(CBS News) Hours after President Obama's announcement on Wednesday that he supports same-sex marriage, his campaign sought to raise campaign money on the issue.
An email to supporters reads: "Today, I was asked a direct question and gave a direct answer: I believe that same-sex couples should be allowed to marry."
The solicitation includes two links. The first is to the video of the interview the president conducted with ABC News where he announced his support. The second is links to the president's campaign fundraising page via a statement that says, "If you agree, stand up with me here."
Prior to the president's fundraising appeal, RNC Chairman Reince Priebus charged the president with using the issue of same-sex marriage for political gain.
"While President Obama has played politics on this issue, the Republican Party and our presumptive nominee Mitt Romney have been clear. We support maintaining marriage between one man and one woman and would oppose any attempts to change that," said Priebus.
And while conservative leaders say the president's announcement Wednesdayaround presumptive Republican nominee Mitt Romney, openly-gay Congressman Barney Frank (D-Mass.) predicts that the president will see little negative political recourse.
"This does not meant that the President's decision today was entirely without some political risk, but I believe it will be clear in the days ahead that this will cost him no votes, since those opposed to legal equality for LGBT people were already inclined to oppose him, and that it will make it easier for us to mobilize the people in this country who oppose discrimination to help reelect him," Frank said.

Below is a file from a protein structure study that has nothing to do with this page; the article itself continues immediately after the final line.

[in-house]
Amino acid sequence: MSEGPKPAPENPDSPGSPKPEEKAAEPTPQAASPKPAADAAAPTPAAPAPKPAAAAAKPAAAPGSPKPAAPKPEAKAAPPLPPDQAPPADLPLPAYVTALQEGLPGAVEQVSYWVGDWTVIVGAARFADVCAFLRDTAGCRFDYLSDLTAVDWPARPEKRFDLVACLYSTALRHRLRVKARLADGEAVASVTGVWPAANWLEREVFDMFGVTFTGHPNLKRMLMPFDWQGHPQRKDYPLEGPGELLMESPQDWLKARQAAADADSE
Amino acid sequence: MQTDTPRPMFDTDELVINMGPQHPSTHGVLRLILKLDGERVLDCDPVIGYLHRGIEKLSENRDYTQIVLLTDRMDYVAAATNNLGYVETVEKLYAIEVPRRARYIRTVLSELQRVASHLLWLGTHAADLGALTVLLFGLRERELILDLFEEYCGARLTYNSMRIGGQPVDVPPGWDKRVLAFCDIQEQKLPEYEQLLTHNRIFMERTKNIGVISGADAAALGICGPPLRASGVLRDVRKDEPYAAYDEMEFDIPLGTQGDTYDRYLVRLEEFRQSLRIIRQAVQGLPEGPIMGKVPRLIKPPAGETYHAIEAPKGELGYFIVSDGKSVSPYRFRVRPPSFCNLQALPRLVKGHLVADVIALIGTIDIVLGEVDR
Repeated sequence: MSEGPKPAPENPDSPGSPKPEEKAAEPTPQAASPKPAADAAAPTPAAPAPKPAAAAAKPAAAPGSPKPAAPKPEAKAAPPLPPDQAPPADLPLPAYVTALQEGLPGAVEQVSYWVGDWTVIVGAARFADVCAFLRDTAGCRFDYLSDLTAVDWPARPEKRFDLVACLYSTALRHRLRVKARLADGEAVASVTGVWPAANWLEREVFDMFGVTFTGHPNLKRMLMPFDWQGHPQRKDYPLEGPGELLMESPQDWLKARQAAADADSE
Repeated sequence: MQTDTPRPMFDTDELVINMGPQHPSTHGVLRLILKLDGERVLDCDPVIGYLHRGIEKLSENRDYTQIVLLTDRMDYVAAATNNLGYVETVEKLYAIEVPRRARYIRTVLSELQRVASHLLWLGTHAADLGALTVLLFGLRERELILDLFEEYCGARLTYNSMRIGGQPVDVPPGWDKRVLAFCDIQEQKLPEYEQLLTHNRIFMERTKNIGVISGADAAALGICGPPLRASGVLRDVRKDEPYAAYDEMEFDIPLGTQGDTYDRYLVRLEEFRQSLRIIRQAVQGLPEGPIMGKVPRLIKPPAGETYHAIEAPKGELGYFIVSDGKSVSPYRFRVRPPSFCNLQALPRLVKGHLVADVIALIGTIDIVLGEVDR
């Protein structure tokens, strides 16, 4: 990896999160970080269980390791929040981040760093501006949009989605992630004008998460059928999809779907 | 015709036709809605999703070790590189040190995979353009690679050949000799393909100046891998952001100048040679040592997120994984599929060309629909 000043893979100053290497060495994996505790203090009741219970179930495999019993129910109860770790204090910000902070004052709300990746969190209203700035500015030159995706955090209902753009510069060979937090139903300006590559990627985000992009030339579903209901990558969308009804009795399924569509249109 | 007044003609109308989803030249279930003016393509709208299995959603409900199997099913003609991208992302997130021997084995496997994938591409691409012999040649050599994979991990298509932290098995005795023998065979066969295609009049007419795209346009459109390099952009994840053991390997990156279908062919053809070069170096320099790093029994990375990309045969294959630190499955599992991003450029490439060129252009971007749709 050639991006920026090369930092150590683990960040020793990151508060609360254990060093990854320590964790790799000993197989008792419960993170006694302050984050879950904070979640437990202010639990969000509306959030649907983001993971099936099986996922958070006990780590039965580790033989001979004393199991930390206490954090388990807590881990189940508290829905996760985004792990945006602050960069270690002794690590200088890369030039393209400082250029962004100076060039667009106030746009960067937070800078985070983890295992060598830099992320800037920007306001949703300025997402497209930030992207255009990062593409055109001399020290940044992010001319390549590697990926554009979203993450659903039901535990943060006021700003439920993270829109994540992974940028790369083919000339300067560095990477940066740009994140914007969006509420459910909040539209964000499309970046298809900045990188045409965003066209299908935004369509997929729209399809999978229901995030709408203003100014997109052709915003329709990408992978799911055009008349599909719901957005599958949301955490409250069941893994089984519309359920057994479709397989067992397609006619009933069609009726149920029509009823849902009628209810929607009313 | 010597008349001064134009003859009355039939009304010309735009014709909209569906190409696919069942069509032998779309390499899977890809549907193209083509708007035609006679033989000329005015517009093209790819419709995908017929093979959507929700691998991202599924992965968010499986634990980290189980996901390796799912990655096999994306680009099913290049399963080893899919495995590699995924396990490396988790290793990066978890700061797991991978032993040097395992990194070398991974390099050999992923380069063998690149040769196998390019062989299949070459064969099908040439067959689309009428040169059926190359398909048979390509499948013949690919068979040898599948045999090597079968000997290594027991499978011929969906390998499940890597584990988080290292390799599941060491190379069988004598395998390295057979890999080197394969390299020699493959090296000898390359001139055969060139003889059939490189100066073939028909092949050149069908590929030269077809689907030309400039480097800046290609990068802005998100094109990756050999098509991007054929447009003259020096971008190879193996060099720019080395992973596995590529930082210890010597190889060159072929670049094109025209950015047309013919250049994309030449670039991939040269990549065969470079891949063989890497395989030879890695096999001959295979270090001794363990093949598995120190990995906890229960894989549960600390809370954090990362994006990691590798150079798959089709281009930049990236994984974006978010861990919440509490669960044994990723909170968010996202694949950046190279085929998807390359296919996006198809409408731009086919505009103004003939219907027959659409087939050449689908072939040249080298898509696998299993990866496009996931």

Other members of the president's political party have come to his side.
House Democratic Leader Nancy Pelosi said, "Today marks progress for the civil rights of LGBT Americans and all Americans. With President Obama's support, we look forward to the day when all American families are treated equally in the eyes of the law."
Senate Majority Leader Harry Reid said that although his "personal belief is that marriage is between a man and women...I believe that people should be able to marry whomever they want, and it's no business of mine if two men or two women want to get married. The idea that allowing two loving, committed people to marry would have any impact on my life, or on my family's life, always struck me as absurd."
However, not all Democrats are jumping behind the president. A spokesperson for Democratic Senator Joe Manchin, who is facing reelection in West Virginia, told CBS News: "His position is the same - he believes marriage is between one man and one woman."